Hailstorms Left Their Mark in 2016

DES PLAINES, Ill. — Everything is big in Texas, including hailstorms. The National Insurance Crime Bureau (NICB) said today that insurance claims for hail damage in Texas last year exceeded the previous two years combined.

Hail damage fluctuates year-to-year, but 2016 was a particularly devastating year across the country. An analysis of insurance claims from the Insurance Services Office (ISO) ClaimSearch database showed that after decreasing by 21 percent from 2014 to 2015, the number of hail claims nationwide jumped 48 percent to more than 965,000 in 2016.

Texas totaled more than four times as many hail claims as the second leading state, Colorado, and had 39 percent of all the claims filed last year.

San Antonio’s devastating hailstorms in 2016 resulted in 68,778 claims with Colorado Springs reporting 33,595.

Across the nation, most hail claims, 55 percent, were for home damage with personal auto damage representing 32 percent of all hail claims.

The report is available here. Download an infographic here.


The NICB consistently warns storm victims to be on the lookout for fraudulent roofers and contractors following a disaster.

Almost all of these scams are unsolicited—they begin with a visit from a contractor who seeks to help victims rebuild. That is why NICB recommends that “if you didn’t request it, reject it.” Before hiring any contractor, call your insurance company. Your insurance company will honor its policy so there is no need to rush into an agreement with a contractor who solicits your repair work—especially when you did not request it.

NICB suggests you consider these tips before hiring a contractor:

  • Get more than one estimate.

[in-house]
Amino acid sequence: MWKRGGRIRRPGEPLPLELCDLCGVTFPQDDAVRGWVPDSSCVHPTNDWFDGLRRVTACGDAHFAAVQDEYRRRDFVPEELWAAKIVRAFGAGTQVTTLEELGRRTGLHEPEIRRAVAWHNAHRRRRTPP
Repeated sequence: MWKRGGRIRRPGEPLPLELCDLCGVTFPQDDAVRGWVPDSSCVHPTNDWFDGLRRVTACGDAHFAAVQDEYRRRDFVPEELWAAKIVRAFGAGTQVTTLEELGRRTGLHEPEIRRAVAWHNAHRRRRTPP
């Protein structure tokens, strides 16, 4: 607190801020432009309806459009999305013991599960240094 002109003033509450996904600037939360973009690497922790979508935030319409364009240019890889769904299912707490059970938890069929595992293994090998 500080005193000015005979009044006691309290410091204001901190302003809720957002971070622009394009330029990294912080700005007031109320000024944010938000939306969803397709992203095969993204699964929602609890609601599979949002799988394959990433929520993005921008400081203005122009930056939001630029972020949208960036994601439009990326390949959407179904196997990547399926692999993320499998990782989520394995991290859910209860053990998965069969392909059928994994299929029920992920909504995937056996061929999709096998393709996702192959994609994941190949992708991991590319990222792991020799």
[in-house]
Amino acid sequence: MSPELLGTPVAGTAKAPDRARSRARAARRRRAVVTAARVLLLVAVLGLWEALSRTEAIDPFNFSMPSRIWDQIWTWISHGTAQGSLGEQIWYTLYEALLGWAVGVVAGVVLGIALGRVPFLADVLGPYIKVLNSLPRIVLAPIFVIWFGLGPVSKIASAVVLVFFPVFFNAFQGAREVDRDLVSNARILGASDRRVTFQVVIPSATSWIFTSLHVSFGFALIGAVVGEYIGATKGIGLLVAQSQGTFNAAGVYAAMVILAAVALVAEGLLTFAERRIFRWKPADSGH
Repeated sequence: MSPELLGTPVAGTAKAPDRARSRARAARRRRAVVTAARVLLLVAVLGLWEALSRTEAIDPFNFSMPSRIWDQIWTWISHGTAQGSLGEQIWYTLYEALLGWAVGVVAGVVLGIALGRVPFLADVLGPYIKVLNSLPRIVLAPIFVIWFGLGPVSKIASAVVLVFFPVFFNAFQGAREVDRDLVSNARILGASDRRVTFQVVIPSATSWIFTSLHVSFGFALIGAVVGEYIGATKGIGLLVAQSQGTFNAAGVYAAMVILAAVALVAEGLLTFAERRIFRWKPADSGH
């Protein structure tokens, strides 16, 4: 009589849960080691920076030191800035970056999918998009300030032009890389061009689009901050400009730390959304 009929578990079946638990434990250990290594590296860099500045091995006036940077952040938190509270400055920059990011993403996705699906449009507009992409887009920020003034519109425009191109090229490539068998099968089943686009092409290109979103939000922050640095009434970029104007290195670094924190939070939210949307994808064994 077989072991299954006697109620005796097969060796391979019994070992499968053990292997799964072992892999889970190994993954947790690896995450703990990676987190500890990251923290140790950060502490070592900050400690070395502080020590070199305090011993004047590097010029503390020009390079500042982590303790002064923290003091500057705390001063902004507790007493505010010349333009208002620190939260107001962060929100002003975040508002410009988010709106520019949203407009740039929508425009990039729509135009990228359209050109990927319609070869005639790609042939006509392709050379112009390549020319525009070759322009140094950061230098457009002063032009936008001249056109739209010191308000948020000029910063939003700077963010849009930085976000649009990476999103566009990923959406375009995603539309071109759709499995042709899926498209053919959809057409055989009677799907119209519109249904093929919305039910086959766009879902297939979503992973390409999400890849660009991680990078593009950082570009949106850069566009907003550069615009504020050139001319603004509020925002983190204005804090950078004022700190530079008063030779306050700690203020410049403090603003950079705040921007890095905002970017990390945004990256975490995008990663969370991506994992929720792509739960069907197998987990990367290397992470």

• Get everything in writing. Cost, work to be done, time schedules, guarantees,
    payment schedules and other expectations should be detailed.
  • Demand references and check them out.
  • Ask to see the salesperson’s driver’s license and write down the license number and their vehicle’s license plate number.
  • Never sign a contract with blanks; unacceptable terms can be added later.
  • Never pay a contractor in full or sign a completion certificate until the work is finished and ensure reconstruction is up to current code.
  • Make sure you review and understand all documents sent to your insurance carrier.
  • Never let a contractor pressure you into hiring them.
  • Never let a contractor interpret the insurance policy language.
  • Never let a contractor discourage you from contacting your insurance company.

    Consumer Resources

  • For a free brochure with tips to avoid post-disaster fraud, click here.
  • For useful checklists, including how to spot flood and salvage vehicle scams and post-disaster contractor repair schemes, click here.For free consumer access to the vehicle salvage records of participating NICB member insurance companies who collectively provide 88 percent of the auto insurance in force today, access NICB’s VINCheck.